But sadly (or maybe irritatingly) enough, those moments are the exception. Not the rule.
“I don’t believe I want to give simple answers.”
But still, the series survives on so many strengths. And it’s at its best when it’s like, “fuck it. Let’s make it sexy and hella gay” or “fuck it. We’re twisting that well-known thing on its head,” or even “let’s put this here for the hardcore stans while probably pissing off the viewers that only know the film.”
As for whether or not Interview with the Vampire works as its own series, regardless of whether or not you’re familiar with the source material, it’s difficult to say. That has nothing to do with the quality so much as it has everything to do with loving these stories, these words on the page that said, “yes, you. Outsider, I understand you.”
But I really, really enjoyed watching the episodes I’ve been able to screen so far. And I really can’t stress enough how overdue we were for an adaptation of Rice’s work that actually leans into the obvious, complicated love between Louis and Lestat.
And yes, that love has always been romantic. So, on that front, and on the front of how this series handles race relations in 1920s-ish New Orleans, haters can die mad.
So, yeah. It’s complicated and difficult to come up with a final verdict on the series, given the strong attachment to previous canon and the untimely nature of its release—less than a year after Rice’s death. But, then again, these characters have always been complicated and difficult, as was the author’s legacy.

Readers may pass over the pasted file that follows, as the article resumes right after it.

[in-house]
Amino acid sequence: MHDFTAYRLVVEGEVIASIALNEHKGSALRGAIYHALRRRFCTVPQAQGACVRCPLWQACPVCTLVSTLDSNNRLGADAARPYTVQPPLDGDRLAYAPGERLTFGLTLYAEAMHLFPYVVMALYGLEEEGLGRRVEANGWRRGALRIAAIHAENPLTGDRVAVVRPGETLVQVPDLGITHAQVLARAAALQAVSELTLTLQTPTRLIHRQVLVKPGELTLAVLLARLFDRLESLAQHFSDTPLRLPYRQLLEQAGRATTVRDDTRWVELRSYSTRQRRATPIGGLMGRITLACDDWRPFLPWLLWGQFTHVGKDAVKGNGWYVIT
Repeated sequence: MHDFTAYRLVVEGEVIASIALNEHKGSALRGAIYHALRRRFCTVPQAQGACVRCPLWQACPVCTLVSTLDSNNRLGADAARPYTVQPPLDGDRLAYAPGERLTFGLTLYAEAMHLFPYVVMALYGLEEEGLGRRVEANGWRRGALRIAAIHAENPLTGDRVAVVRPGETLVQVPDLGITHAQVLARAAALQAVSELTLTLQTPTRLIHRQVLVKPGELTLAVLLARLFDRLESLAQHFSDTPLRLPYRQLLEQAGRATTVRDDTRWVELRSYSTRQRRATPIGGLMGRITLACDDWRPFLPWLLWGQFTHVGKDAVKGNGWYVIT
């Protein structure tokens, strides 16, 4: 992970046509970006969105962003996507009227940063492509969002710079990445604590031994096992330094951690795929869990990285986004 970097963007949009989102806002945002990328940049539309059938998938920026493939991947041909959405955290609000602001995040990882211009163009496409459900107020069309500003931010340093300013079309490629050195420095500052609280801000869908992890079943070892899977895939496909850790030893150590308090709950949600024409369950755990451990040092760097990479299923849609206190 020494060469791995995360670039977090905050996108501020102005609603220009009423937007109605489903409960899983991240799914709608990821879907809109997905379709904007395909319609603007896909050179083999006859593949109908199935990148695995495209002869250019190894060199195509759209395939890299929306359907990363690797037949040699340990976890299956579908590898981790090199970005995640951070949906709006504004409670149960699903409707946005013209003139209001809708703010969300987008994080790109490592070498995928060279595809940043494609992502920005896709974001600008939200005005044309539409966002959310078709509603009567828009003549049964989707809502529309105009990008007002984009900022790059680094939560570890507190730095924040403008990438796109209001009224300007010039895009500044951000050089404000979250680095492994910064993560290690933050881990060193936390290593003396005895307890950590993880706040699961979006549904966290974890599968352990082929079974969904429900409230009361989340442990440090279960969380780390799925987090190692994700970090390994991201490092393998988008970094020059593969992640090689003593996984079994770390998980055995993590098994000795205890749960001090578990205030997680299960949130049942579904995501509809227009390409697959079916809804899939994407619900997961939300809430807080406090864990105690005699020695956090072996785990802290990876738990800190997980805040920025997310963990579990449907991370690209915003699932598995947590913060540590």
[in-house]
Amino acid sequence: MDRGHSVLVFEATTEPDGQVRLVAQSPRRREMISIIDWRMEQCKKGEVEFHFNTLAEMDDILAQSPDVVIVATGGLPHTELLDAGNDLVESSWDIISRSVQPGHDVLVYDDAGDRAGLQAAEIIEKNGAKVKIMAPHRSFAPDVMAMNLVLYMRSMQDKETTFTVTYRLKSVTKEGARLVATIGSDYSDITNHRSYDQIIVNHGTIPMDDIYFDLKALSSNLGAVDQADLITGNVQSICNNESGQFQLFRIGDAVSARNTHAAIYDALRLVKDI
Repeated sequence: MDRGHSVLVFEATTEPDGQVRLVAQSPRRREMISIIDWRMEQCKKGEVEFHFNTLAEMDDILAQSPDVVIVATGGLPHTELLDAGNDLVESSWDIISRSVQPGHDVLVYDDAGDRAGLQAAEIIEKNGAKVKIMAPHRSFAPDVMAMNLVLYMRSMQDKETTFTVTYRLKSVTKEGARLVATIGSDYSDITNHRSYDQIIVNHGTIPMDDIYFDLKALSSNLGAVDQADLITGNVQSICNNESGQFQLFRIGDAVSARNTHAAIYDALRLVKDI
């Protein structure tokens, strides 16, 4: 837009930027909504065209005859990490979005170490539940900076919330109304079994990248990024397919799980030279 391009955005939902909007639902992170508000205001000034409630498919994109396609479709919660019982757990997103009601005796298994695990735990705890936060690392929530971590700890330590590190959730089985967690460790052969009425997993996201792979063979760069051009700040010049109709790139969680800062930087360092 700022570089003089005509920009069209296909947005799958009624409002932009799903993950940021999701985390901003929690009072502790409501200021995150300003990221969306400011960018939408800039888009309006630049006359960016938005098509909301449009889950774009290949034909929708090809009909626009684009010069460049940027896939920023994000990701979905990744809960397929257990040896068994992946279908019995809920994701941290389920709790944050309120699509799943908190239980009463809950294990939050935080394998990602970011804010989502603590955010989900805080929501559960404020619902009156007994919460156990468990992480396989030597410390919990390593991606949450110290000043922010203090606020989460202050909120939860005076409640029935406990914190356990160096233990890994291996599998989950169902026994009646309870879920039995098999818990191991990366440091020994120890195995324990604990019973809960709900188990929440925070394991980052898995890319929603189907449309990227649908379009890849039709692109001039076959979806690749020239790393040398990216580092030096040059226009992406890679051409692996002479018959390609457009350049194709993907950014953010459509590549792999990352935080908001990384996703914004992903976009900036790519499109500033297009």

So, I’ve enlisted some help from Jasmine, who’s covering the series with me, to drop some additional teases.
Random spoiler-free takes on Interview with the Vampire
- That is so entirely Anne Rice’s New Orleans, I can’t even.
- Jasmine: The moment we were transported back to New Orleans, I said “Yes, this is Anne Rice. And it’s taking me right into her world.”
- Personally, I’m super protective of Armand, considering he’s the one main character who, previously, was not at all well adapted. We have not yet officially met him in AMC’s Interview with the Vampire…but there are times when I swear his influence, if not his actual presence, is hiding in plain sight. But then, something will happen to tell me I was a fool for that. And then…back to things that validate my (probably clownish) theory.
- Jasmine: I’m with Shana on this one. I have this odd suspicion that Armand could be hiding in plain sight. Nothing is impossible with this adaptation.
- “Two totally aware adult eyes,” apparently, don’t exist on a vampire who is made at age 14 and then “grows up.” (Sure, Jan).
- Jasmine: I really wanted to tell Claudia to calm down at times because her energy was so chaotic. I understood what was being done by making her have the child-like tendencies. But I felt like becoming a vampire should have short-stopped some of that and made her much more mature.
- They really know how to end episodes in a way that will get people talking, for better or worse.
- Jasmine: Oh, yeah. This series delivers all the cliffhangers that make you crave the next episode.
- Jasmine: Louis’s profession had me scratching my head. But then, when I really sat and thought about it, it made sense.
- Anderson has this one line, at this one point, that had me laughing so hard I cried. Because it’s familiar…but not from him? And the way he says it is…It’s brilliant, ok?
- Jasmine: There are a ton of great lines coming from both Anderson and Reid. They have some great interactions, and watching them go back and forth is so entertaining. You can’t take your eyes off of them.
- Actually got up and flipped through The Vampire Lestat to find the exact source of something.
- Jasmine: Anderson nailed his transformation of going from human to vampire. His personality is the same but not.
- Jasmine: I am obsessed with Reid’s Lestat okay? #SorryNotSorry.
Interview with the Vampire premieres on Sunday, October 2 at 10/9c on AMC, with the first two episodes available on AMC+ that night.